Designing, discovering and synthesizing novel materials through atomic, molecular and nanoscale controls is critical to manipulating and significantly improving materials chemical and physical properties.
Inorganic Chemistry at the University of Virginia explores compounds constructed around central elements beyond carbon. Using a variety of synthetic, spectroscopic, and computational methods, research groups are studying subjects relevant to inorganic/organometallic, coordination, bioinorganic, supramolecular, and materials chemistry. The main group, transition metal, rare earth, and alkali/alkaline earth compounds are used to study topics ranging from sensing, catalysis/electrocatalysis, nanomaterials, renewable energy, and small molecule activation to photochemistry.
Research teams in the imaging and sensing area are concerned with developing molecules, materials, analytical methods and instrumentation to detect analytes and probe biological and physical processes. Examples of probe and sensor materials include spin labels and small molecule inhibitors, environment and stimuli-responsive dyes, chiral molecular, supramolecular and polymeric fluorescent sensors, oxygen sensing biomaterials, magnetic and plasmonic nanoparticles, and carbon nanotube electrodes. These materials are used with state-of-the-art technologies based on luminescence, magnetism, ele
The complexity of biology demands quantitative and molecular solutions that can only be answered by tools and methodologies derived from chemistry, including chemical proteomics, spectroscopy, single-molecule measurements, and design of molecules and proteins to probe cellular systems. Chemical biology has roots in traditional chemistry and biochemistry while fostering scientific creativity forged from experimentation at the interface of disciplines.
Catalytic processes are used in approximately 90% of all chemical processes, and catalytic reactions are central to the pharmaceutical, chemical, and energy sectors. Thus, innovations in catalysis are critical to the preparation of new medicines, conversion of solar energy to chemical fuels, and the development of more environmentally benign methods to produce materials used by modern society. Faculty in the UVa Department of Chemistry are pursuing a broad array of fundamental advancements in the field of catalysis.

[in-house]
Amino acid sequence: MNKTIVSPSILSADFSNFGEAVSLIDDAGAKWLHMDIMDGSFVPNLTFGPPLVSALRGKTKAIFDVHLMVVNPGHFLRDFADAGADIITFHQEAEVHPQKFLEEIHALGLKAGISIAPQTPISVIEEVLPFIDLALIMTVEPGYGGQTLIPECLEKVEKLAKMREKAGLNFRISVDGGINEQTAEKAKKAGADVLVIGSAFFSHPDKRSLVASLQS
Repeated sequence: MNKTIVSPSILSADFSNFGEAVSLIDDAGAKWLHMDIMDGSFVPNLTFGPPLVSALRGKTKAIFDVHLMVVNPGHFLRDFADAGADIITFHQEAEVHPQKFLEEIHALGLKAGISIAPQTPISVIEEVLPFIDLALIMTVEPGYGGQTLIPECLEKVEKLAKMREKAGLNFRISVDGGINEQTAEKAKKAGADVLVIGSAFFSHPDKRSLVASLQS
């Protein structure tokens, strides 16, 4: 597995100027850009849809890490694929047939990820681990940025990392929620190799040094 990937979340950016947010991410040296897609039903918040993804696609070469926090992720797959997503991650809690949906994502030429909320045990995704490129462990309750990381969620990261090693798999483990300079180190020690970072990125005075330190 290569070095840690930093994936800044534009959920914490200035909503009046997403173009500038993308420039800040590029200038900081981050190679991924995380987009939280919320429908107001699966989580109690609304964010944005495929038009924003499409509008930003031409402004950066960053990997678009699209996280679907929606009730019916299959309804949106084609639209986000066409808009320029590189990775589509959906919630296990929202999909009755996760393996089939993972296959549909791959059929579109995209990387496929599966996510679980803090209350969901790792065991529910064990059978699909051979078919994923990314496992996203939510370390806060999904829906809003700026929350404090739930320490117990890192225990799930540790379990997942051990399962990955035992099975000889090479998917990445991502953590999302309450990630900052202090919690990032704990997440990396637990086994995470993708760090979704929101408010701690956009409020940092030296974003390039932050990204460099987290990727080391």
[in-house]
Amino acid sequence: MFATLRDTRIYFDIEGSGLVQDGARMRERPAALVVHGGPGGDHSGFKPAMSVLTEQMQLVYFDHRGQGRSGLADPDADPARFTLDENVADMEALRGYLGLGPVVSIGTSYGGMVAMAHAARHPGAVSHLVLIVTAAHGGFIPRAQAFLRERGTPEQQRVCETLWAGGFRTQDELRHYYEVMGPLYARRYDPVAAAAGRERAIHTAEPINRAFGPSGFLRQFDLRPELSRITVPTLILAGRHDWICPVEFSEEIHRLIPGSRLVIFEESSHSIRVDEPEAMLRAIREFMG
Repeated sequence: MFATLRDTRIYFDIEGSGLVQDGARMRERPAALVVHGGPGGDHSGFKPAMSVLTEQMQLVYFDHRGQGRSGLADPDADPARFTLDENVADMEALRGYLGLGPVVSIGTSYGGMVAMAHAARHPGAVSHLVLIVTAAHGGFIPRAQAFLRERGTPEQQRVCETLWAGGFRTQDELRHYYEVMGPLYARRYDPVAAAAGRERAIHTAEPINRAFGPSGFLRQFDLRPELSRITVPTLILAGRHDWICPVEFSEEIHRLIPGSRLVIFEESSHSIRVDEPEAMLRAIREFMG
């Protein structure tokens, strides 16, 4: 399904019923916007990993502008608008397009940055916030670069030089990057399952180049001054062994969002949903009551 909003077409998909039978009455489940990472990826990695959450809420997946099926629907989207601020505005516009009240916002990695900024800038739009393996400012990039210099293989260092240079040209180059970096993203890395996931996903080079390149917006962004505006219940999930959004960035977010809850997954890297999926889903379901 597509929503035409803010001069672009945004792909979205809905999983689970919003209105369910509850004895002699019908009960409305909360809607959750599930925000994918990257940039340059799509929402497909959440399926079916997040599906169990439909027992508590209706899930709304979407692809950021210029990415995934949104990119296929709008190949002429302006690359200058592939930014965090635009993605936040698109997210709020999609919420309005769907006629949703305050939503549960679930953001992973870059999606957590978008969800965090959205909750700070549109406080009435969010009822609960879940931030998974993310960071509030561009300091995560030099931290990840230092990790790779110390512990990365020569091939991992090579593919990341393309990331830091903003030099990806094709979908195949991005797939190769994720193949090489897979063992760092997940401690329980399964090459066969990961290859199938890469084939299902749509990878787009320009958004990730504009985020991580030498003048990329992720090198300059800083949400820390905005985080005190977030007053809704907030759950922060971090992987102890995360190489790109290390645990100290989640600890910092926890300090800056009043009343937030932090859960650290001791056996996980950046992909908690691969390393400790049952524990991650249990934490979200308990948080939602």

Biophysical Chemistry is a highly interdisciplinary branch of science that seeks to elucidate biomolecular mechanisms in terms of the underlying physicochemical driving forces. This field sits at the junction of many other areas—including structural and computational biology, molecular biophysics, imaging and microscopy methods, and biomolecular spectroscopy.
Bioanalytical chemistry analyzes the molecules that are important to life. At the University of Virginia, our bioanalytical group has a particular emphasis on designing and using new instrumentation: from electrochemistry to microfluidic devices, separation techniques, mass spectrometry, and high-resolution microscopy. These new technologies facilitate better chemical measurements in proteomics, forensics, clinical analysis and diagnostics, and live cell and tissue measurements, including microbial communities, the immune system, and the brain. We combine our chemistry expertise with res
Astrochemistry at UVa covers a variety of research topics involving the chemistry that occurs in interstellar clouds of gas and dust
Since 2003, ACA has published 11,152 articles. “Review: Carbon nanotube based electrochemical sensors for biomolecules” is the 5th highest cited paper in that period of time with 547 citations, which makes it a citation classic.